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* Played straight then subverted in ''Animation/LeafieAHenIntoTheWild''. The In ''Animation/LeafieAHenIntoTheWild'', the closest thing to a BigBad the film has is the one eyed-weasel who nearly kills Leafie and kills both of Greenie's biological parents. The [[spoiler:The film subverts this near the end [[spoiler:as as Leafie learns the weasel isn't any worse than she is. The one-eyed weasel s a mother who needs to feed her newly borns. Leafie [[HeroicSacrifice lets the weasel]] [[TheHeroDies eat her]] so her children can live.]]
15th Jun '16 9:27:38 PM H2SO4
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* Played straight with Soto, Cretaceous, Marlstrom and Rudy, but averted with Diego and the Mamma Rex in the ''WesternAnimation/IceAge''-series.

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* Played straight with Soto, Cretaceous, Marlstrom and Rudy, but averted with Diego and the Mamma Rex in the ''WesternAnimation/IceAge''-series. It is important to note, however, that the latter two made a HeelFaceTurn.
19th May '16 5:48:44 AM Morgenthaler
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* The Redwall series tends to do this a lot, with the villains almost always being predatory or omnivorous species such as weasles, foxes, stoats, snakes, rats, hawks and other 'vermin' species, and explicitly eat meat-often making comments about eating the hero or hero's friends. The heroes, however, are never said to eat any kind of meat, fish being the only animal they will consume, otherwise being completely vegetarian, even though mice, badgers, hedgehogs and otters, commonly featured among the heroes, are omnivores, domestic cats (which are carnivores), rabbits (herbivores), and dormice (herbivores) don't take sides, bees (herbivores) are bad, and many normal, non-sapient herbivores have been seen. This does bring morality into question as there has been at least one talking, intelligent fish.
* Brilliantly handled in ''WatershipDown'', where the the rabbits refer to their multitude of predators as "''u embleer hrair''" -- "The Stinking Thousand." The rabbits live in constant fear and hatred of their predators, casting them as demon-like entities in their mythology. But when confronted with the wanton destruction that humans inflict [[HumansAreCthulhu for no comprehensible reason]], they acknowledge that their predators only kill because they have to and that they are struggling for survival not unlike themselves.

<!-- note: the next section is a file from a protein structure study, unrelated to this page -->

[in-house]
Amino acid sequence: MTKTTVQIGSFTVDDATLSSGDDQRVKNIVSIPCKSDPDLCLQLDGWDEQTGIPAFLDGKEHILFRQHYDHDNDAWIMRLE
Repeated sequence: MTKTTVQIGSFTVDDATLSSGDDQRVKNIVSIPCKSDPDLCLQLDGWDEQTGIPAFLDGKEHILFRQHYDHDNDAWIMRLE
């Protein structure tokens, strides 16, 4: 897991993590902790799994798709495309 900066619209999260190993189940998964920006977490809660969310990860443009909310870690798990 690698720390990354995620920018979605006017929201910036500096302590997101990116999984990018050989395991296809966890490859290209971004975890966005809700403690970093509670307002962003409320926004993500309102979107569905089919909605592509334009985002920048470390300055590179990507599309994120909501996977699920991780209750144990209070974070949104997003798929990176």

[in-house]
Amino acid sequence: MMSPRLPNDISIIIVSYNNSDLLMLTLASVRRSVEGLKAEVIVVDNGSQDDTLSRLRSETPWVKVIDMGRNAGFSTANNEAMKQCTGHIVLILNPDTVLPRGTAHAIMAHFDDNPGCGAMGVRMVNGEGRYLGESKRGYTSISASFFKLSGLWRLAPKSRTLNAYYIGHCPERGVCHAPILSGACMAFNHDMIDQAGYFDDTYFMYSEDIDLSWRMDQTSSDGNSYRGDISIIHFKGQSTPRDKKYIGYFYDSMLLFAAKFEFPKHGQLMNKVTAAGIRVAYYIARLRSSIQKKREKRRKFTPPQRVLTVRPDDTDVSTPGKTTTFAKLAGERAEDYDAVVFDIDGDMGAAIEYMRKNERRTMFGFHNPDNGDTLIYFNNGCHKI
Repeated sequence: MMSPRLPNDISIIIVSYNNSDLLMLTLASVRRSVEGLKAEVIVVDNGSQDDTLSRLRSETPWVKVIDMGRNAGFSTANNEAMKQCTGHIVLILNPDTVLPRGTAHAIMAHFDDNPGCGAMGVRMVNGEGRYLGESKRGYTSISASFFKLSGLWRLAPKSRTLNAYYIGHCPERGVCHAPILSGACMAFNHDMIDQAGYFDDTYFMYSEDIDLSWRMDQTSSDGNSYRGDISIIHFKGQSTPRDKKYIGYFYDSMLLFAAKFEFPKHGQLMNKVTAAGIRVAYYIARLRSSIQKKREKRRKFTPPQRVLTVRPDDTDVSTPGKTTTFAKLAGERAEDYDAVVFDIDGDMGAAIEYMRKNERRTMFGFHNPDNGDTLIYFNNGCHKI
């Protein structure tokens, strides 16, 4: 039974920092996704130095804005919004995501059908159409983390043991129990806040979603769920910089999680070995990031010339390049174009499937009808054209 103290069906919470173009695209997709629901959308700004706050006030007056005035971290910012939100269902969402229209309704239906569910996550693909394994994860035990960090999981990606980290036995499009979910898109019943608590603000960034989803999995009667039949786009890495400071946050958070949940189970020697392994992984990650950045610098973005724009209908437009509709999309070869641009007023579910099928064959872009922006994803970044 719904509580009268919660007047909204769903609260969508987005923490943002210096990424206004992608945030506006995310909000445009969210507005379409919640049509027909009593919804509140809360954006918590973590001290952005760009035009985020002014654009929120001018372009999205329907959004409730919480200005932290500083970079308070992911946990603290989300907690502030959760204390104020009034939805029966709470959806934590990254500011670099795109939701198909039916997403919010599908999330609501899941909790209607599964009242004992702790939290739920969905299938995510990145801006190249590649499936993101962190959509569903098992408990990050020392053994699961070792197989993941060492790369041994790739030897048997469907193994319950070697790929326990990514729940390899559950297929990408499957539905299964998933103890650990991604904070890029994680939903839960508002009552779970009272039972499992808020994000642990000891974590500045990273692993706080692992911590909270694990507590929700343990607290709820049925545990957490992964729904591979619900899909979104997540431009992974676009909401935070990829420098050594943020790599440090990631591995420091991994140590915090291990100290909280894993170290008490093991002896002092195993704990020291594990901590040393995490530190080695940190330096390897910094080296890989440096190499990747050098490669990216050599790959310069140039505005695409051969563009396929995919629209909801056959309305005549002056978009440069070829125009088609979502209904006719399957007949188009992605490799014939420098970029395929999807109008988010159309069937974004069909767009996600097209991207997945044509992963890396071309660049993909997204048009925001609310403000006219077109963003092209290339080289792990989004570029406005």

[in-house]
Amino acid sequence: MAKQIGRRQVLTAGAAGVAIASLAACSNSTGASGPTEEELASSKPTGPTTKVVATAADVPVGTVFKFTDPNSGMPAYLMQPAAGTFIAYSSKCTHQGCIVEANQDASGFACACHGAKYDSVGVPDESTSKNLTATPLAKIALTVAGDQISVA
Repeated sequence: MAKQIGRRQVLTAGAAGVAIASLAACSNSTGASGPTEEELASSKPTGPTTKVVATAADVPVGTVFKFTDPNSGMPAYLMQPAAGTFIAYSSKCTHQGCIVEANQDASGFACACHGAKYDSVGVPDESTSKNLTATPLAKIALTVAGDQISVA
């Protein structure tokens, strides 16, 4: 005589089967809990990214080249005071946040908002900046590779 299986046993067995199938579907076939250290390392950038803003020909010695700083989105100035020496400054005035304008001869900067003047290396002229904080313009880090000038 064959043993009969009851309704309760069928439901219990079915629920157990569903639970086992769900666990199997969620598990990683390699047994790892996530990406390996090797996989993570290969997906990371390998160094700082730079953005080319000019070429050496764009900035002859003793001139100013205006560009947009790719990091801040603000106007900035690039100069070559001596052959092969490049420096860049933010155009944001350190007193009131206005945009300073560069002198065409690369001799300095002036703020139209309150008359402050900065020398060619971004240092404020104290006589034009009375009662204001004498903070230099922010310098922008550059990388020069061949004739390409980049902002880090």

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* The Redwall ''Literature/{{Redwall}}'' series tends to do this a lot, with the villains almost always being predatory or omnivorous species such as weasles, foxes, stoats, snakes, rats, hawks and other 'vermin' species, and explicitly eat meat-often making comments about eating the hero or hero's friends. The heroes, however, are never said to eat any kind of meat, fish being the only animal they will consume, otherwise being completely vegetarian, even though mice, badgers, hedgehogs and otters, commonly featured among the heroes, are omnivores, domestic cats (which are carnivores), rabbits (herbivores), and dormice (herbivores) don't take sides, bees (herbivores) are bad, and many normal, non-sapient herbivores have been seen. This does bring morality into question as there has been at least one talking, intelligent fish.
* Brilliantly handled in ''WatershipDown'', ''Literature/WatershipDown'', where the the rabbits refer to their multitude of predators as "''u embleer hrair''" -- "The Stinking Thousand." The rabbits live in constant fear and hatred of their predators, casting them as demon-like entities in their mythology. But when confronted with the wanton destruction that humans inflict [[HumansAreCthulhu for no comprehensible reason]], they acknowledge that their predators only kill because they have to and that they are struggling for survival not unlike themselves.



* In Larry Niven's ''KnownSpace'' novels, the carnivorous alien Kzinti are aggressive conquerors who nearly defeat humanity.